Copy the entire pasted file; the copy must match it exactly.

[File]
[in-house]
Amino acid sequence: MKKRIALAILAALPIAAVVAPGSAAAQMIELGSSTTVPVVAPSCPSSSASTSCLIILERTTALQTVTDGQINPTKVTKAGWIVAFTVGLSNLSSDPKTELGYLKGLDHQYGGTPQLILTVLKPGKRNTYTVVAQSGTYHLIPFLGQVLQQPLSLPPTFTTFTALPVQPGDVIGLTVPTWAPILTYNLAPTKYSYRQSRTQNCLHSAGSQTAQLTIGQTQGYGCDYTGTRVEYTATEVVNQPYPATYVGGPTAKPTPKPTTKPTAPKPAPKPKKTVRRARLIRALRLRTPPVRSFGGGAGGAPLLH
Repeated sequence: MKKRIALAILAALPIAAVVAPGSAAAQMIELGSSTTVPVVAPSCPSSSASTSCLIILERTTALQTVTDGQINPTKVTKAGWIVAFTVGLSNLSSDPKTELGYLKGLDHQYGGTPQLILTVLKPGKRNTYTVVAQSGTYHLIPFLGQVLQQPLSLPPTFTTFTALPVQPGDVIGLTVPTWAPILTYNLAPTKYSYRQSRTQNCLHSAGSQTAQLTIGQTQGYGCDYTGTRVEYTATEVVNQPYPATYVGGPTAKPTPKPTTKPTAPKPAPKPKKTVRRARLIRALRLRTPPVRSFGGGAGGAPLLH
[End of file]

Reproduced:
[in-house]
Amino acid sequence: MKKRIALAILAALPIAAVVAPGSAAAQMIELGSSTTVPVVAPSCPSSSASTSCLIILERTTALQTVTDGQINPTKVTKAGWIVAFTVGLSNLSSDPKTELGYLKGLDHQYGGTPQLILTVLKPGKRNTYTVVAQSGTYHLIPFLGQVLQQPLSLPPTFTTFTALPVQPGDVIGLTVPTWAPILTYNLAPTKYSYRQSRTQNCLHSAGSQTAQLTIGQTQGYGCDYTGTRVEYTATEVVNQPYPATYVGGPTAKPTPKPTTKPTAPKPAPKPKKTVRRARLIRALRLRTPPVRSFGGGAGGAPLLH
Repeated sequence: MKKRIALAILAALPIAAVVAPGSAAAQMIELGSSTTVPVVAPSCPSSSASTSCLIILERTTALQTVTDGQINPTKVTKAGWIVAFTVGLSNLSSDPKTELGYLKGLDHQYGGTPQLILTVLKPGKRNTYTVVAQSGTYHLIPFLGQVLQQPLSLPPTFTTFTALPVQPGDVIGLTVPTWAPILTYNLAPTKYSYRQSRTQNCLHSAGSQTAQLTIGQTQGYGCDYTGTRVEYTATEVVNQPYPATYVGGPTAKPTPKPTTKPTAPKPAPKPKKTVRRARLIRALRLRTPPVRSFGGGAGGAPLLH